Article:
The Devil's Rain

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For the Misfits album, see The Devil's Rain (album).
The Devil's Rain
Theatrical release poster
Directed by Robert Fuest
Produced by James V. Cullen
Michael S. Glick
Written by James Ashton
Gabe Essoe
Gerald Hopman
Starring William Shatner
Ernest Borgnine
Tom Skerritt
John Travolta
Eddie Albert
Anton LaVey
Music by Al De Lory
Cinematography Alex Phillips Jr.
Distributed by Bryanston Distributing Company[1]
Release dates
  • August 12, 1975 (1975-08-12) (U.S.)
Running time
86 min.
Country United States
Language English

The Devil's Rain is a 1975 low-budget horror film, directed by Robert Fuest. It was one of several B-films in which William Shatner starred in between the original Star Trek television series and Star Trek: The Motion Picture. Other familiar names in the cast included Tom Skerritt, Ernest Borgnine, Eddie Albert, Ida Lupino, Keenan Wynn and John Travolta in his film debut in a minor role. Satanist Anton LaVey is credited as the film's technical advisor and appeared in the film playing a minor role.

Plot summary[edit]

A curse hovers over the Preston family, caused by their betrayal of the Satanic priest Jonathan Corbis (Ernest Borgnine). Corbis has followed the Preston family for generations, in pursuit of a Satanic book through which he obtains great power. Corbis first captures the father, Steve Preston, who is allowed to escape home to warn his wife and younger son about Corbis's wrath, and to tell them to give the book to Corbis; at which point Steve Preston then melts into a waxy substance, apparently melting in the rain.

Mark Preston (Shatner) takes the book, hoping to meet with Corbis and defeat him. The two eventually meet in a ghost town in the desert, where Corbis gives Preston a drink of water from an old hand-pumped well; Preston drinks and then spits it out, proclaiming the water to be bitter. Corbis smiles and replies, "Sweet way to end a thirst, though."

Following that, Preston challenges Corbis to a battle of faith, which ends with Preston pulling a 1911 .45 pistol on Corbis. Corbis asks, "Is THAT your faith?" at which point Preston tries to escape. Surrounded by his followers, Preston pulls out his cross, which then appears to transform into a snake, and he discards. He is promptly captured by the Satanic followers of Corbis. Corbis later begins a ceremony which wipes Mark's memory clean with the "water of forgetfulness" in preparation for a ceremony later that evening.

Meanwhile Preston's older brother, Tom (Tom Skerritt), and his wife Julie, have gone to look for Mark; they are accompanied by Dr. Sam Richards (Albert), a psychic researcher. Tom witnesses his brother's total conversion to a soulless minion in a ceremony in which Corbis is so completely taken over by the devil that he transforms into a goat-like being. Tom is discovered but escapes the Satanists, and later meets up with Richards at the Satanic church, where they discover the source of Corbis's power—an ornately-decorated glass bottle known as The Devil's Rain, which contains the souls of Corbis's converts.

Corbis and the Satanists then arrive at the church, and Richards threatens to destroy the Devil's Rain but is over-powered by the acolytes. He then appeals to Mark's lost humanity and convinces him to destroy the bottle, which he does, despite Corbis' entreaties.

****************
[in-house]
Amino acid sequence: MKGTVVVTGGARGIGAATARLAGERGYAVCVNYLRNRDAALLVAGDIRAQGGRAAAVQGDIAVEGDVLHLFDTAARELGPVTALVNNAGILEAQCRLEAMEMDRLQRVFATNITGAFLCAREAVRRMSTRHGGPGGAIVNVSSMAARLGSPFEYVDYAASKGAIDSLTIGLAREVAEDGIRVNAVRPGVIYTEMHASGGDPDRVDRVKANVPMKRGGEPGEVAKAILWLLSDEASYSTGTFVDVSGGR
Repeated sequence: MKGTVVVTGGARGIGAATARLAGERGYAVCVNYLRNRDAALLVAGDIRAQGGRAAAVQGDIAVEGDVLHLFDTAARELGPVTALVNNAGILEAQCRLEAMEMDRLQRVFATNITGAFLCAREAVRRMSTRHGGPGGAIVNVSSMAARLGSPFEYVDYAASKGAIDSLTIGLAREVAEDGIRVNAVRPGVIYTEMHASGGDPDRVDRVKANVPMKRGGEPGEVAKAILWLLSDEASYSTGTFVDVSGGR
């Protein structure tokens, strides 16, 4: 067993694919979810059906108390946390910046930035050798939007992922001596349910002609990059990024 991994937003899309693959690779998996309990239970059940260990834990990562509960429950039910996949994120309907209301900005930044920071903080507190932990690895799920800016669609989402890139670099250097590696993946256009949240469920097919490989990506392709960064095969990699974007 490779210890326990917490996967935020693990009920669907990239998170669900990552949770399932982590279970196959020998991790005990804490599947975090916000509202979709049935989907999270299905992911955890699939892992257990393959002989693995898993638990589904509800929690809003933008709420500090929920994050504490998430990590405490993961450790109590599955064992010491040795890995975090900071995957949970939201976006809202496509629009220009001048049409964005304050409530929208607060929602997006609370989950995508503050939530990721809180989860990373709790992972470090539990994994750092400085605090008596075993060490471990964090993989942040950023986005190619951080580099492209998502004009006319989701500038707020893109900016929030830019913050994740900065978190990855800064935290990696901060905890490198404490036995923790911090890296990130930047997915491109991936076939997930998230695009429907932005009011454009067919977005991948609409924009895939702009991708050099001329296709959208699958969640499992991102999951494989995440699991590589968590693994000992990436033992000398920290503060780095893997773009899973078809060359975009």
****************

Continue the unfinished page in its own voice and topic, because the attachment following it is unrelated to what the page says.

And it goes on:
The Satanists melt in the rain as a storm rages as Tom and his wife make a hasty exit. But as Tom holds his wife, the audience discovers that it is actually Corbis he is embracing and his wife's soul has become somehow trapped within a new Devil's Rain.



The Devil's Rain received a uniformly negative critical response, with the chief complaint being the incoherent storyline. The film's refusal to provide adequate scares was also widely criticized. Vincent Canby in the New York Times noted that "The Devil's Rain is ostensibly a horror film, but it barely manages to be a horror...It is as horrible as watching an egg fry."[1] Roger Ebert in the Chicago Sun-Times said "All of this would be good silly fun if the movie weren't so painfully dull. The problem is that the material's stretched too thin. There's not enough here to fill a feature-length film." He gave the film 1½ stars out of four.[2]

The movie's disastrous reception arguably killed off director Fuest's career. Fuest had previously directed The Abominable Dr. Phibes (1971), Dr. Phibes Rises Again (1972), and The Final Programme (1973). The Devil's Rain suffered such a critical drubbing that Fuest immediately was forced to retreat to television, directing several nondescript TV-movies and series episodes over the years. He has made only one additional theatrical feature, Aphrodite (1982), a softcore sex romp shot in Greece.

In his 2010 book Showgirls, Teen Wolves, and Astro Zombies, Australian film reviewer Michael Adams ironically called The Devil's Rain "the ultimate cult movie": "It's about a cult, has a cult following, was devised with input from a cult leader, and saw a future superstar indoctrinated into a cult he'd help popularize."[3]


  1. ^ Canby, Vincent (August 8, 1975). "Film: The Devil's Rain". The New York Times (The New York Times Company). Retrieved September 21, 2010. (subscription required (help)). 
  2. ^ Ebert, Roger (August 15, 1975). "Review of The Devil's Rain". Chicago Sun-Times (Sun-Times Media Group). Retrieved September 21, 2010. 
  3. ^ Adams, Michael (January 2010). "That's Travolting!". Showgirls, Teen Wolves, and Astro Zombies. !t Books (HarperCollins). p. 107. ISBN 978-0-06-180629-2. 

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